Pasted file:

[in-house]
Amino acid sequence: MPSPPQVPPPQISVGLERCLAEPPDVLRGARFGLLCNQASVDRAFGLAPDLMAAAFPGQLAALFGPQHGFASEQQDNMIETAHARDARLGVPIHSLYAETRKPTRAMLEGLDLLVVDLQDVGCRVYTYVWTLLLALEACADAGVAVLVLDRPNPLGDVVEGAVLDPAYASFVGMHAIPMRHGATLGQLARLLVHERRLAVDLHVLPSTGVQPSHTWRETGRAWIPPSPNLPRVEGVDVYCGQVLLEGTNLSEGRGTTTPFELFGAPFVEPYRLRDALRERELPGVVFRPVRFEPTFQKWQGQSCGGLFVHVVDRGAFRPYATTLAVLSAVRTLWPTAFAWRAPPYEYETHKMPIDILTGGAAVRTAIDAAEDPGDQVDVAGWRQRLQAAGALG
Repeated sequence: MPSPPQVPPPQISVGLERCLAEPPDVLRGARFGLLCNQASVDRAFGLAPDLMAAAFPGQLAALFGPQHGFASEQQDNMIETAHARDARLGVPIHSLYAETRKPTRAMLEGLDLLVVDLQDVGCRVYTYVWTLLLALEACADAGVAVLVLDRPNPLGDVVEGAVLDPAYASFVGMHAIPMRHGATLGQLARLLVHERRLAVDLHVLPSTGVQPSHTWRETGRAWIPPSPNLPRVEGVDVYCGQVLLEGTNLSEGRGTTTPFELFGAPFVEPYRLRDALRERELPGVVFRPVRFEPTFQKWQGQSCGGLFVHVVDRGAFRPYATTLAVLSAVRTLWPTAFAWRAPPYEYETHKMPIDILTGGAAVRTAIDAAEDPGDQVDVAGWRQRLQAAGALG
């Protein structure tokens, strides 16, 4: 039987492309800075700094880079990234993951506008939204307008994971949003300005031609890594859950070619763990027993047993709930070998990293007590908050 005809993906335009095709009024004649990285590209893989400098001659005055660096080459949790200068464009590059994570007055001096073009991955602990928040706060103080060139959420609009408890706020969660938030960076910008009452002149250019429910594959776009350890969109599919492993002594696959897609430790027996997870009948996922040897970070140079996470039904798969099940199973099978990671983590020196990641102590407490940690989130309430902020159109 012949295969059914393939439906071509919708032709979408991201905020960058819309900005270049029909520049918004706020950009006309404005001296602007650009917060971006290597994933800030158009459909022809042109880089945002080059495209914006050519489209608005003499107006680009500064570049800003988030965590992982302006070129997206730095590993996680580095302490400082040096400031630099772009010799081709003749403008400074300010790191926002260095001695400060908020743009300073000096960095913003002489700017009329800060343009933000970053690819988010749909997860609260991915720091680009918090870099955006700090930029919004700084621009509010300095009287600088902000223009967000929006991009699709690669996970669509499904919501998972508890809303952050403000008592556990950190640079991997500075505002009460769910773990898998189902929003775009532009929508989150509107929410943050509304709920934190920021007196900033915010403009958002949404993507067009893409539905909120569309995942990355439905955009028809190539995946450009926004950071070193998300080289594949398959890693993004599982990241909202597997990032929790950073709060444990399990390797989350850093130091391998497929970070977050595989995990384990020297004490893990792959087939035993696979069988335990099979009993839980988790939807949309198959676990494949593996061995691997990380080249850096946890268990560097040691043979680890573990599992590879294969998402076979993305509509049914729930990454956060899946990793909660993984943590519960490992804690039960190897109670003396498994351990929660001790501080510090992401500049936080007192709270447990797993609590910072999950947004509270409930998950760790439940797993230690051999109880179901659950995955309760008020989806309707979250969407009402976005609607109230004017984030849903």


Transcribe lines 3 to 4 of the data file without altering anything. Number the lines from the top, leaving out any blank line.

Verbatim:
Repeated sequence: MPSPPQVPPPQISVGLERCLAEPPDVLRGARFGLLCNQASVDRAFGLAPDLMAAAFPGQLAALFGPQHGFASEQQDNMIETAHARDARLGVPIHSLYAETRKPTRAMLEGLDLLVVDLQDVGCRVYTYVWTLLLALEACADAGVAVLVLDRPNPLGDVVEGAVLDPAYASFVGMHAIPMRHGATLGQLARLLVHERRLAVDLHVLPSTGVQPSHTWRETGRAWIPPSPNLPRVEGVDVYCGQVLLEGTNLSEGRGTTTPFELFGAPFVEPYRLRDALRERELPGVVFRPVRFEPTFQKWQGQSCGGLFVHVVDRGAFRPYATTLAVLSAVRTLWPTAFAWRAPPYEYETHKMPIDILTGGAAVRTAIDAAEDPGDQVDVAGWRQRLQAAGALG
């Protein structure tokens, strides 16, 4: 039987492309800075700094880079990234993951506008939204307008994971949003300005031609890594859950070619763990027993047993709930070998990293007590908050 005809993906335009095709009024004649990285590209893989400098001659005055660096080459949790200068464009590059994570007055001096073009991955602990928040706060103080060139959420609009408890706020969660938030960076910008009452002149250019429910594959776009350890969109599919492993002594696959897609430790027996997870009948996922040897970070140079996470039904798969099940199973099978990671983590020196990641102590407490940690989130309430902020159109 012949295969059914393939439906071509919708032709979408991201905020960058819309900005270049029909520049918004706020950009006309404005001296602007650009917060971006290597994933800030158009459909022809042109880089945002080059495209914006050519489209608005003499107006680009500064570049800003988030965590992982302006070129997206730095590993996680580095302490400082040096400031630099772009010799081709003749403008400074300010790191926002260095001695400060908020743009300073000096960095913003002489700017009329800060343009933000970053690819988010749909997860609260991915720091680009918090870099955006700090930029919004700084621009509010300095009287600088902000223009967000929006991009699709690669996970669509499904919501998972508890809303952050403000008592556990950190640079991997500075505002009460769910773990898998189902929003775009532009929508989150509107929410943050509304709920934190920021007196900033915010403009958002949404993507067009893409539905909120569309995942990355439905955009028809190539995946450009926004950071070193998300080289594949398959890693993004599982990241909202597997990032929790950073709060444990399990390797989350850093130091391998497929970070977050595989995990384990020297004490893990792959087939035993696979069988335990099979009993839980988790939807949309198959676990494949593996061995691997990380080249850096946890268990560097040691043979680890573990599992590879294969998402076979993305509509049914729930990454956060899946990793909660993984943590519960490992804690039960190897109670003396498994351990929660001790501080510090992401500049936080007192709270447990797993609590910072999950947004509270409930998950760790439940797993230690051999109880179901659950995955309760008020989806309707979250969407009402976005609607109230004017984030849903």